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Re: Double clicking on MS Office documents from Windows Explorer may execute arbitrary programs in some cases
From: Francis Favorini <francis.favorini () DUKE EDU>
Date: Tue, 19 Sep 2000 18:23:09 -0400

Now the attacker only needs to drop a malicious DLL into the
same folder as a file he knows the CEO opens on a regular basis on the
file server and wait until he opens it and the DLL has not
already been loaded. This is not an uncommon state.

True, but you can protect the user from himself by setting appropriate
permissions on all corporate shares.  First rule: data shares are for data
only, not executables.  Second rule: users may write to data shares, but not
other shares.  Then the admin must do two things:
  1) Set the NTFS permissions so that users may not Execute any files on the
data share.
  2) Set the Share permissions to Everyone:Change instead of the default
This latter protection prevents users from changing the NTFS permissions on
files/directories, *even if they are the owner*.  An admin can also set up a
separate Programs share for executables, but no users should be able to
write to this share at all.

Of course the above does not protect against a user being tricked into
opening a document from a share under the attacker's control somewhere out
on the Internet.  "Standard firewall practices" blocking incoming and
outgoing NBT/CIFS/SMB should take care of that. ;-)

Note however that you cannot protect the user from files on *local* drives
in quite the same iron-clad way.  You can set NTFS permissions to disallow
Execute on files, but the Owner of the file can override this by changing
the ACL on the file.  I think this is a major flaw in NTFS.  An admin should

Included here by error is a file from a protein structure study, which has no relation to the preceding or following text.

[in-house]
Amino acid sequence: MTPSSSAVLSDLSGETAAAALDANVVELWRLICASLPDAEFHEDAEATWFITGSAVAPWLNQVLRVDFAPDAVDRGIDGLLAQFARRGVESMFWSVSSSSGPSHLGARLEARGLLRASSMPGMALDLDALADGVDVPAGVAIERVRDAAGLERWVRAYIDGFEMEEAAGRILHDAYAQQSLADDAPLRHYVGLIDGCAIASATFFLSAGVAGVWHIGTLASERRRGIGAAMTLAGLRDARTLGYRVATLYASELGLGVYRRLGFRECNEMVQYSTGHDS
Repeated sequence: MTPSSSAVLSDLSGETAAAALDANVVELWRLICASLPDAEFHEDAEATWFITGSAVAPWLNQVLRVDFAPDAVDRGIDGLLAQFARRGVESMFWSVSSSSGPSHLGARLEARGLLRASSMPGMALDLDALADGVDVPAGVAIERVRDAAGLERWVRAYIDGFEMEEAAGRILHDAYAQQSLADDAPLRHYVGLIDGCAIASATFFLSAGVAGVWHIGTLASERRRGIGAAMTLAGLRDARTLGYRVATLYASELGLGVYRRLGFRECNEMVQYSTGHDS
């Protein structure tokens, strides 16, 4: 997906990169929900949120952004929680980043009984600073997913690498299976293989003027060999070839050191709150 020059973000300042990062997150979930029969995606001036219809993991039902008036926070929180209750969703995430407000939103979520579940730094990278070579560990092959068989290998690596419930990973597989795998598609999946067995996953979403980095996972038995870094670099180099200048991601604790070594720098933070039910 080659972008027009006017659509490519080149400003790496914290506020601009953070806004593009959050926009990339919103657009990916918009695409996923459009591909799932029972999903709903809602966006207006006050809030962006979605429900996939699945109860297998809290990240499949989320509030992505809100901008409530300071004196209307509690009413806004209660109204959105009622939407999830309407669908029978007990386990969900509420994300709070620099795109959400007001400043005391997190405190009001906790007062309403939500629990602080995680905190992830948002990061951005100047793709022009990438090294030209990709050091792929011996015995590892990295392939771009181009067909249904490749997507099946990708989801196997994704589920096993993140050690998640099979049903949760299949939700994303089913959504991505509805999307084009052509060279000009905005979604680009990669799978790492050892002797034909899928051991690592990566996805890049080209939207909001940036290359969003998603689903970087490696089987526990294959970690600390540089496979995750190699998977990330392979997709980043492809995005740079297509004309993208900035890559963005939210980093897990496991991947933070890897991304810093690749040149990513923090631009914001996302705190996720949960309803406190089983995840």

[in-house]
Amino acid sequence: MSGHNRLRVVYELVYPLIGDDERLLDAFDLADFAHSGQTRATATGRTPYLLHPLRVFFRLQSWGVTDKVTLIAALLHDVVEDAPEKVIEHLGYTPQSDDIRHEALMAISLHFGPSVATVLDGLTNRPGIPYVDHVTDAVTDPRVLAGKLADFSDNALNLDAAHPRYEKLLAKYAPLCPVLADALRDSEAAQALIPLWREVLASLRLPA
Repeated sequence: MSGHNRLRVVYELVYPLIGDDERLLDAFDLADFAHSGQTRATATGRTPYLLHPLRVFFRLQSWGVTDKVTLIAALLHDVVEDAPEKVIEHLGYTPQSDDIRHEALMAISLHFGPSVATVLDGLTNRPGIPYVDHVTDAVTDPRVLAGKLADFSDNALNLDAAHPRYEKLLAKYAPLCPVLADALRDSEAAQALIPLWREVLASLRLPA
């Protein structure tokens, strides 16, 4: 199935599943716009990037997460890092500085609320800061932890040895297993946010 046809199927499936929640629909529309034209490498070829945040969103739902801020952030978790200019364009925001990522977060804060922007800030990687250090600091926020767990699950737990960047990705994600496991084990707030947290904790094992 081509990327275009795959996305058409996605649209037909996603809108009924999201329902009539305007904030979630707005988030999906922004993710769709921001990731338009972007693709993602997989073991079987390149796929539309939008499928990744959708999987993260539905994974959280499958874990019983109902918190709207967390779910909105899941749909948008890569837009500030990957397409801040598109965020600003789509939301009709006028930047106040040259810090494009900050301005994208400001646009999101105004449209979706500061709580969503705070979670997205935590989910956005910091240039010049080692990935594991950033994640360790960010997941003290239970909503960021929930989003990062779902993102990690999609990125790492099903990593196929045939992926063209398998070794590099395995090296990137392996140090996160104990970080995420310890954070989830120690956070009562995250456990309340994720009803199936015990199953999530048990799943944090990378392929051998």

be able to set NTFS ACLs on a directory such that users may write to the
directory, but cannot then change the ACLs on the files they create.  (If
there is a way to do this now, please let me know!)  The owner of a file
should not have any special ability to reset the ACL.  If needed, the admin
could specifically grant Change Permissions access to CREATOR/OWNER and
allow that to propagate from the directory to files created in it.  Am I the
only one who would like to see this changed?

Someone else brought up mail clients writing attachments to Temp directories
and Zip files containing .DOC and .DLL files.  I always set up Temp
directories to not allow Executing files, and I try to limit the number of
places where users can write files to the absolute minimum.  This is not
always easy with certain ill-behaved applications (like everything from

In the same vein, just because most people are protected by a firewall
it does not mean SMB should attempt to authenticate via NTLM
automatically with anyone. It should observe the Security Zones settings
the same way IE does, and now the W2K telnet client.

Absolutely agreed.  We need more control over the OS doing things


P.S. <rant> Is it just me or does the new Permissions editor have major
problems?  If you have a file with inherited ACEs and then add one extra
permission (e.g., you want to add Users:Write where Users:Read is already
inherited) directly to the file, it copies every inherited ACE as a direct
ACE, which seems unnecessary.  Furthermore, you can't then delete those
copied ACEs.  The only way to get rid of them is to reset the whole ACL.
This is on NT SP6a.  It has also crashed on me a few times!</rant>

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